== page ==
The Treaty of Chaumont in 1814 had reaffirmed decisions that had been made already and that would be ratified by the more important Congress of Vienna of 1814-15. They included the establishment of a confederated Germany, the division of Italy into independent states, the restoration of the Bourbon kings of Spain, and the enlargement of the Netherlands to include what in 1830 became modern Belgium. The Treaty of Chaumont became the cornerstone of the European Alliance that formed the balance of power for decades. [4] Other partial settlements had already occurred at the Treaty of Paris between France and the Sixth Coalition, and the Treaty of Kiel that covered issues raised regarding Scandinavia. The Treaty of Paris had determined that a "general congress" should be held in Vienna and that invitations would be issued to "all the Powers engaged on either side in the present war". [5] The opening was scheduled for July 1814. [6]

The Treaty of Chaumont was a series of separately signed but identically worded agreements between the Austrian Empire, the Kingdom of Prussia, the Russian Empire and the United Kingdom dated 1 March 1814, although the actual signings took place on 9 or 19 March. The treaty was intended to draw the powers of the Sixth Coalition into a closer alliance in the event that France rejected the peace terms they had recently offered. Each agreed to put 150,000 soldiers in the field against France and to guarantee the European peace against French aggression for twenty years.

Treaty of Kiel 1814 peace treaty between the UK plus Sweden, and Denmark–Norway

The Treaty of Kiel or Peace of Kiel was concluded between the United Kingdom of Great Britain and Ireland and the Kingdom of Sweden on one side and the Kingdoms of Denmark and Norway on the other side on 14 January 1814 in Kiel. It ended the hostilities between the parties in the ongoing Napoleonic Wars, where the United Kingdom and Sweden were part of the anti-French camp while Denmark–Norway was allied to Napoleon Bonaparte.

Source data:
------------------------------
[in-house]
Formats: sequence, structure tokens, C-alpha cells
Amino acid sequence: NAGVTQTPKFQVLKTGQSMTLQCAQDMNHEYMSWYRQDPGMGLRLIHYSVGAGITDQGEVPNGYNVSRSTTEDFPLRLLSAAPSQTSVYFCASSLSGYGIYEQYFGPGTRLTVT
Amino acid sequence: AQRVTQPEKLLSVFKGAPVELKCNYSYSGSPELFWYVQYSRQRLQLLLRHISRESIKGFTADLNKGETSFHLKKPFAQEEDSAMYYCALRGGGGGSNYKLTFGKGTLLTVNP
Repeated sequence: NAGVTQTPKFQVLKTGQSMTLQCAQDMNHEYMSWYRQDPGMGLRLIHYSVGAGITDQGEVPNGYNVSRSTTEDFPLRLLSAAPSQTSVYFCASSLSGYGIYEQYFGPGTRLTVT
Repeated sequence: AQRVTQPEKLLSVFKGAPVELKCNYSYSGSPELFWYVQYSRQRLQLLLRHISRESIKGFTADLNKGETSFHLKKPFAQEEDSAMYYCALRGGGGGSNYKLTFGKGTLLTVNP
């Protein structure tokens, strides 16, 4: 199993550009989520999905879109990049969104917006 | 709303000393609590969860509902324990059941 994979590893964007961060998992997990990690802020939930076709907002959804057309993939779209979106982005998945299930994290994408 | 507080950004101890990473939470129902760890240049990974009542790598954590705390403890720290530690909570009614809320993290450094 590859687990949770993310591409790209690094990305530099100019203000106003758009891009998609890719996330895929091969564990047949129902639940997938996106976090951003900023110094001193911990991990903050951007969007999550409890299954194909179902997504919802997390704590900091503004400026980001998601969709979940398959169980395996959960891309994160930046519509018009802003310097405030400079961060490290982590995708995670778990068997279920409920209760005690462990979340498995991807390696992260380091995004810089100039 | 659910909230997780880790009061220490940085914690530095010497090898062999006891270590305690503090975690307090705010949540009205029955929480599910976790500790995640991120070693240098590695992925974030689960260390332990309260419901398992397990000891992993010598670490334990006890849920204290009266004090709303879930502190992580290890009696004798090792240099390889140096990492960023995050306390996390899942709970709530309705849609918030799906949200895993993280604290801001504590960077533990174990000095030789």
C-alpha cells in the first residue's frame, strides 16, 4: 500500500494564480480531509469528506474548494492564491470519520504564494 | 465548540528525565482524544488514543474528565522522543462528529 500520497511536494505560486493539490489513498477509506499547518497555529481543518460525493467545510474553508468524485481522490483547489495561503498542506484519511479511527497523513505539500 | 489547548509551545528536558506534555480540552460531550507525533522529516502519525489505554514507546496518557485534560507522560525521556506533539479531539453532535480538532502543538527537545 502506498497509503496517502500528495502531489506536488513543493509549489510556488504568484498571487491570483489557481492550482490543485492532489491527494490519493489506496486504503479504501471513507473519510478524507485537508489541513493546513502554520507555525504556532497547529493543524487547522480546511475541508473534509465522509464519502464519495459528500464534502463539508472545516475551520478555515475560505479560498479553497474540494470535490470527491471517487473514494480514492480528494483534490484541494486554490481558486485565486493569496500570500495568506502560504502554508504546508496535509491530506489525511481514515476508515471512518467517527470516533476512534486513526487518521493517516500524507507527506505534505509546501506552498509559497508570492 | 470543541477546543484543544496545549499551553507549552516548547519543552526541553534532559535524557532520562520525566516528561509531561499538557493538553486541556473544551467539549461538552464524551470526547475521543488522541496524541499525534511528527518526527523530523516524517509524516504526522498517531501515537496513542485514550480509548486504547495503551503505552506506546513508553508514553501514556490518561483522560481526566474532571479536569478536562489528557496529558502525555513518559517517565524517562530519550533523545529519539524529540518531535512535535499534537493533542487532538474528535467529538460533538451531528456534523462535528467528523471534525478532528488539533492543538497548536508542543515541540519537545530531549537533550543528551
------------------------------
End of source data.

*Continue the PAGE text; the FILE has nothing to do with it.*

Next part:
Scandinavia Region in Northern Europe

Scandinavia is a region in Northern Europe, with strong historical, cultural, and linguistic ties. The term Scandinavia in local usage covers the three kingdoms of Denmark, Norway, and Sweden. The majority national languages of these three, belong to the Scandinavian dialect continuum, and are mutually intelligible North Germanic languages. In English usage, Scandinavia also sometimes refers to the Scandinavian Peninsula, or to the broader region including Finland and Iceland, which is always known locally as the Nordic countries.

Participants

1.
Arthur Wellesley, 1st Duke of Wellington
2.
Joaquim Lobo Silveira, 7th Count of Oriola
3.
Antonio de Saldanha da Gama, Count of Porto Santo
4.
Count Carl Lowenhielm
5.
Jean-Louis-Paul-Francois, 5th Duke of Noailles
6.
Klemens Wenzel, Prince von Metternich
7.
Andre Dupin
8.
Count Karl Robert Nesselrode
9.
Pedro de Sousa Holstein, 1st Count of Palmela
10.
Robert Stewart, Viscount Castlereagh
11.
Emmerich Joseph, Duke of Dalberg
12.
Baron Johann von Wessenberg
13.
Prince Andrey Kirillovich Razumovsky
14.
Charles Stewart, 1st Baron Stewart
15.
Pedro Gomez Labrador, Marquis of Labrador
16.
Richard Le Poer Trench, 2nd Earl of Clancarty
17.
Wacken (Recorder)
18.
Friedrich von Gentz (Congress Secretary)
19.
Baron Wilhelm von Humboldt
20.
William Cathcart, 1st Earl Cathcart
21.
Prince Karl August von Hardenberg
22.
Charles Maurice de Talleyrand-Perigord
23.
Count Gustav Ernst von Stackelberg Congress of Vienna.PNG

  1. Flag of the United Kingdom.svg Arthur Wellesley, 1st Duke of Wellington
  2. Flag Portugal (1750).svg Joaquim Lobo Silveira, 7th Count of Oriola
  3. Flag Portugal (1750).svg António de Saldanha da Gama, Count of Porto Santo
  4.   Naval Ensign of Sweden.svg Count Carl Löwenhielm
  5. Flag of the Kingdom of France (1814-1830).svg Jean-Louis-Paul-François, 5th Duke of Noailles
  6. Flag of the Habsburg Monarchy.svg Klemens Wenzel, Prince von Metternich
  7. Flag of the Kingdom of France (1814-1830).svg André Dupin
  8. Flag of Russia.svg Count Karl Robert Nesselrode
  9. Flag Portugal (1750).svg Pedro de Sousa Holstein, 1st Count of Palmela
10. Flag of the United Kingdom.svg Robert Stewart, Viscount Castlereagh
11. Flag of the Kingdom of France (1814-1830).svg Emmerich Joseph, Duke of Dalberg
12. Flag of the Habsburg Monarchy.svg Baron Johann von Wessenberg
13. Flag of Russia.svg Prince Andrey Kirillovich Razumovsky
14. Flag of the United Kingdom.svg Charles Stewart, 1st Baron Stewart